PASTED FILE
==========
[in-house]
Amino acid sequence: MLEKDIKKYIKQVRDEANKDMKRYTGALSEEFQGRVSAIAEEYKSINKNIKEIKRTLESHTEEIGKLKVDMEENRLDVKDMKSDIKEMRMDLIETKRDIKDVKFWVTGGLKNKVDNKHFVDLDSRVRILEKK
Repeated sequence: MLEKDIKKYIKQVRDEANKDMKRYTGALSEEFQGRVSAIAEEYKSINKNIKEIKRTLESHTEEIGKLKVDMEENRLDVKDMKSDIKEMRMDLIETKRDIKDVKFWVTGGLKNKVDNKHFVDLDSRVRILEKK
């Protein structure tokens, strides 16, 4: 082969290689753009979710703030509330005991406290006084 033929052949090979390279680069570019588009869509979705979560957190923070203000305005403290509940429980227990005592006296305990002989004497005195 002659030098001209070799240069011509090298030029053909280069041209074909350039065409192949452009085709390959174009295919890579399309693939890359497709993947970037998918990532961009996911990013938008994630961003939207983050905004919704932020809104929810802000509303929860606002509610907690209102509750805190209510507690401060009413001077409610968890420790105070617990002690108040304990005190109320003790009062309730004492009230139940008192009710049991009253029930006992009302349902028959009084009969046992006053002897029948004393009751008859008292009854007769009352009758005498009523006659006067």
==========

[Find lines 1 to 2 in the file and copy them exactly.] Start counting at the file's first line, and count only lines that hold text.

[in-house]
Amino acid sequence: MLEKDIKKYIKQVRDEANKDMKRYTGALSEEFQGRVSAIAEEYKSINKNIKEIKRTLESHTEEIGKLKVDMEENRLDVKDMKSDIKEMRMDLIETKRDIKDVKFWVTGGLKNKVDNKHFVDLDSRVRILEKK